Good news – former CFO of public company jailed for fiddling the accounts. Oh to see that happen more often so as to deter manipulation of accounts that is so prevalent and so damaging to investors.
Sushovan Hussain, the former CFO of software company Autonomy, was sentenced to 5 years imprisonment by a US Court yesterday plus he was fined $4 million and ordered to forfeit $6.1 million he made from the sale of the company to Hewlett-Packard. He won’t even be spending time in a cushy minimum-security prison as he is a foreign national. He was found guilty some months ago on 16 counts of security fraud and other counts. In essence the allegation was that sales were inflated in the accounts and the result was that when HP bought the company, they had to write off much of the $11 billion they paid for it.
Although Autonomy was a UK public company, and the Serious Fraud Office did look at the case they decided to do nothing. However a civil action against Mr Hussain and the former Autonomy CEO, Mike Lynch is still being pursued in the English courts, and the latter also faces criminal charges in the USA.
Mr Hussain is planning to appeal the verdict. Let us hope he does not succeed because such cases provide a good deterrent to future malefactors.
These were some of the allegations against Autonomy:
- Booking transactions to resellers as revenue when there was no end-user license (i.e. “channel stuffing” as it is sometimes called).
- Engaging in “round-trip” transactions where purchases were invented so it could pay money to companies which then returned it to Autonomy to cover fictitious sales.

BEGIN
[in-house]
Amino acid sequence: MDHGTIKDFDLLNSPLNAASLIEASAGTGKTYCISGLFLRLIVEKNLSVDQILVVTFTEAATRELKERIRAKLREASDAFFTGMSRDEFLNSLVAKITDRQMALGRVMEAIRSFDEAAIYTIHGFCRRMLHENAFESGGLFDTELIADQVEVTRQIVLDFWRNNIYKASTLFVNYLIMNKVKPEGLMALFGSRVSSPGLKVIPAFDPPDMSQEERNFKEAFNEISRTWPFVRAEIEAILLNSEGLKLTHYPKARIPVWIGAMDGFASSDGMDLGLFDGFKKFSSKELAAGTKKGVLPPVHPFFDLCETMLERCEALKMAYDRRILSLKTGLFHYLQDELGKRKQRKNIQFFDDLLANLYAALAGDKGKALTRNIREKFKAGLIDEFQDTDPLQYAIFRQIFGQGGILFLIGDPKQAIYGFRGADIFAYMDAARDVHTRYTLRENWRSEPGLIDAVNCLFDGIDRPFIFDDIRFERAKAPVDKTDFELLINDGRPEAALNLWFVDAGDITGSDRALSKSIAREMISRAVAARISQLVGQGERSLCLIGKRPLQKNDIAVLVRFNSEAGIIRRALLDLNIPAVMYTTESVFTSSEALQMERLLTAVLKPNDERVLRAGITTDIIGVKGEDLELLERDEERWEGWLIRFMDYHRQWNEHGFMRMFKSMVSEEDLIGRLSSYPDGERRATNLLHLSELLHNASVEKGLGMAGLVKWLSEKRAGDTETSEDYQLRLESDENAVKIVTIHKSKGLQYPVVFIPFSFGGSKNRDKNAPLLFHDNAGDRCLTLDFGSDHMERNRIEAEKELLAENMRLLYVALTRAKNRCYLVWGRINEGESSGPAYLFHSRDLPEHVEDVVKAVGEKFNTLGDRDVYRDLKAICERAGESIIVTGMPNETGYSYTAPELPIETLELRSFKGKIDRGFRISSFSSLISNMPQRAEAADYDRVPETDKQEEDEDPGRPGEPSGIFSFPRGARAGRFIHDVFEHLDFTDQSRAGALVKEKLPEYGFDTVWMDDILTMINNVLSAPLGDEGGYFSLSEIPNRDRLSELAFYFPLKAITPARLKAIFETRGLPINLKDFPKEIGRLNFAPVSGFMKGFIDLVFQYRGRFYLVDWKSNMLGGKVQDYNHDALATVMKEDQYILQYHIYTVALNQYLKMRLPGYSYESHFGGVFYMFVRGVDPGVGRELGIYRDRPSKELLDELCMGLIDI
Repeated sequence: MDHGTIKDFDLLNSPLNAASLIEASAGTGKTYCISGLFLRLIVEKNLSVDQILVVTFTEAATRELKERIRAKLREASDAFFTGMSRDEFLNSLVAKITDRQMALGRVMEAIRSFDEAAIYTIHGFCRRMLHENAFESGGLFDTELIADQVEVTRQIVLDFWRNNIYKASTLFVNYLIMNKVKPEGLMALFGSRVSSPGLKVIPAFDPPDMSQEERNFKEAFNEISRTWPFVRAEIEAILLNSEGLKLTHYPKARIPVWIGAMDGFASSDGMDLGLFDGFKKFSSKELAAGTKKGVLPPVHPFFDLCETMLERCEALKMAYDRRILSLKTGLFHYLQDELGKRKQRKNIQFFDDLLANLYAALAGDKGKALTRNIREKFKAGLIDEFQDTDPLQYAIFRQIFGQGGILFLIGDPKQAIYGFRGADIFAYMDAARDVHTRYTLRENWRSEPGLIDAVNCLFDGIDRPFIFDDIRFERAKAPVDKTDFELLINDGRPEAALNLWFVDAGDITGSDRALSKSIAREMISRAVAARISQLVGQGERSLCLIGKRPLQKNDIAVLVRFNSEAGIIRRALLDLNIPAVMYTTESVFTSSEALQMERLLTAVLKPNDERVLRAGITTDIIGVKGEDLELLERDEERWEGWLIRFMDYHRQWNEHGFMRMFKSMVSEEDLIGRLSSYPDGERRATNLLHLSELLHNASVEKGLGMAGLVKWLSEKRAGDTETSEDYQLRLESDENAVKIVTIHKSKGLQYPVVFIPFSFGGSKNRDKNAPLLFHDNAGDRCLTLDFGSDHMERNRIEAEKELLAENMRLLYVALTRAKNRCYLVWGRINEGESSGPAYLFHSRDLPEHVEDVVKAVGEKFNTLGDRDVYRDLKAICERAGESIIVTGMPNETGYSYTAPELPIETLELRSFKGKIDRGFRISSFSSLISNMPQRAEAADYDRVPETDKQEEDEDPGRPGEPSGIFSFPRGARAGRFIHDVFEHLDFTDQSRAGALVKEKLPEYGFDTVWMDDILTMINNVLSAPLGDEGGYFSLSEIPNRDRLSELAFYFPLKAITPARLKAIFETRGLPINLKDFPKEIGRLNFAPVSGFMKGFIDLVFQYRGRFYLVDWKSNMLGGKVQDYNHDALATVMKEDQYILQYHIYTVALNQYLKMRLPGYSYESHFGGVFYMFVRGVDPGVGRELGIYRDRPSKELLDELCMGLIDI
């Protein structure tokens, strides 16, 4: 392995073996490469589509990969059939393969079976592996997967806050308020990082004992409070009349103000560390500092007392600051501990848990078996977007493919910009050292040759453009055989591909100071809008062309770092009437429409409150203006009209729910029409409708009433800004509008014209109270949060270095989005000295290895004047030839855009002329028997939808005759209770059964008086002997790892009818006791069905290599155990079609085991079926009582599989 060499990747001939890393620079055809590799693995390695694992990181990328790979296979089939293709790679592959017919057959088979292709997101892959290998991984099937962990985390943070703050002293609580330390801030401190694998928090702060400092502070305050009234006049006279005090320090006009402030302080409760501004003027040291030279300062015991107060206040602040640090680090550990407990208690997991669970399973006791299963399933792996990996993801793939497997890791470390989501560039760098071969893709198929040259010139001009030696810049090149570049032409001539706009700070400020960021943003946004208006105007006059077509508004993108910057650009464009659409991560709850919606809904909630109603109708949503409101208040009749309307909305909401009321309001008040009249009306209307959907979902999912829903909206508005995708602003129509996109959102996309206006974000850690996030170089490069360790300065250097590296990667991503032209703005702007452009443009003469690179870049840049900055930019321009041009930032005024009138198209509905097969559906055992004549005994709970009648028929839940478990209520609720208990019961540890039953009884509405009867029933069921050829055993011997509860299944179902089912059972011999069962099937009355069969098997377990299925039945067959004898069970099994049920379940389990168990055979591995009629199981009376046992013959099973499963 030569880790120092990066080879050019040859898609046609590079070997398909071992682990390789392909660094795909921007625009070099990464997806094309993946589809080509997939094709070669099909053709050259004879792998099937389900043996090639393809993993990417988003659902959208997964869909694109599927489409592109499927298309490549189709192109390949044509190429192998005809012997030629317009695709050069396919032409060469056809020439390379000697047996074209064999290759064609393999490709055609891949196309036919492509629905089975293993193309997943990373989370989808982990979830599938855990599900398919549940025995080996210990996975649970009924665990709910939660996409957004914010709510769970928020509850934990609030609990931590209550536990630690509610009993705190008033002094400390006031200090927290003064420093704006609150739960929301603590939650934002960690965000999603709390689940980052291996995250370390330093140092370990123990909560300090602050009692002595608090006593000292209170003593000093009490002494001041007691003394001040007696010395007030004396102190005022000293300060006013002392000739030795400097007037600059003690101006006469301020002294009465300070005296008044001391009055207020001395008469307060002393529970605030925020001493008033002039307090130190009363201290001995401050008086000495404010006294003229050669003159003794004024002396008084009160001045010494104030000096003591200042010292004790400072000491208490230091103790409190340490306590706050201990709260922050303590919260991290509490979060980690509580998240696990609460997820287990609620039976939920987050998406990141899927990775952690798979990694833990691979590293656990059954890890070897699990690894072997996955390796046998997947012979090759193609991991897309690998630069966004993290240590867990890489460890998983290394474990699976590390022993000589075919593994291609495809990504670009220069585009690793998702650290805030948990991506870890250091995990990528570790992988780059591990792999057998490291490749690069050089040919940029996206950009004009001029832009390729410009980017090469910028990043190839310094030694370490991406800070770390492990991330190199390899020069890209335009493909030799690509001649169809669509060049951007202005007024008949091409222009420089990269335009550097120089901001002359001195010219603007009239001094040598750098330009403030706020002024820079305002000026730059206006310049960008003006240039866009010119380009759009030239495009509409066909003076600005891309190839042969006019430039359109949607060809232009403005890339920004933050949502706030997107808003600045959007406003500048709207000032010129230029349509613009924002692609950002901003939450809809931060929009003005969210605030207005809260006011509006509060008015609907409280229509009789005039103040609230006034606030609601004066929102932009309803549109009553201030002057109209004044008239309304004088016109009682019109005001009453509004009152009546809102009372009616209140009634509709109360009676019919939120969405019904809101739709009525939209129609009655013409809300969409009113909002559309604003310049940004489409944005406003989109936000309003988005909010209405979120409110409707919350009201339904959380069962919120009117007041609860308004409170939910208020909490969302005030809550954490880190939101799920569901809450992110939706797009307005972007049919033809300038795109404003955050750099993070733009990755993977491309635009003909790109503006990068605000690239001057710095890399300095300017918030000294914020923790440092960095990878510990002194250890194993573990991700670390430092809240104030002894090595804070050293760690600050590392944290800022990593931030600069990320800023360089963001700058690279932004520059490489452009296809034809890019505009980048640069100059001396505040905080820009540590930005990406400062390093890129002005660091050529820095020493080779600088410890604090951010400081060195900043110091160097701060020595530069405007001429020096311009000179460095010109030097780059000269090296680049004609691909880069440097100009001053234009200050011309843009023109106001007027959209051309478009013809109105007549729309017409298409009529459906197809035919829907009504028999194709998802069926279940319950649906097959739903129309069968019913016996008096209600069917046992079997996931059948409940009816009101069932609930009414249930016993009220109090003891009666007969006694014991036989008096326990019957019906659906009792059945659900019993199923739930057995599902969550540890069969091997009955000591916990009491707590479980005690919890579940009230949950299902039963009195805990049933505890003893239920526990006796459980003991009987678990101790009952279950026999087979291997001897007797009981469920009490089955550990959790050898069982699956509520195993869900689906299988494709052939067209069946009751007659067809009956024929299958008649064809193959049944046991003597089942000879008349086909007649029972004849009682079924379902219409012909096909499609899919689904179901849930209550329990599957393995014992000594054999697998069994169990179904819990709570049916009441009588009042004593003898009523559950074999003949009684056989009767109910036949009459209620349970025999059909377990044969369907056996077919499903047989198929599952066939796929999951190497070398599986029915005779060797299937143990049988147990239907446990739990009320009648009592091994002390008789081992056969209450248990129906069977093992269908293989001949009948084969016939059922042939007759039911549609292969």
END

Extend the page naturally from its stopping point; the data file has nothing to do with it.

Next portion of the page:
- Backdating sales transactions so they fell into a previous accounting period.
There was also a claim that bundles of hardware/software sales were treated as solely software in the accounts. Why does this matter? Because software sales are valued in company valuations much more highly than hardware sales.
The above are some of the things that investors in IT companies need to look at although abuse can be difficult to spot in the published accounts of a public company. High accounts receivable and apparent lengthy payment delays can be clues. There were some questions raised about Autonomy’s accounts even before the takeover.
Hussain and Lynch have claimed that some of the disputed differences were simply down to different accounting standards (US GAAP versus IFRS) and I said when originally commenting on the case that I was unsure that this stood up to scrutiny. The US Court judge clearly rejected that argument.
But the sad thing is of course that we rarely see such cases pursued to criminal convictions in the UK, whether they are large or small companies.
Roger Lawson (Twitter: https://twitter.com/RogerWLawson )
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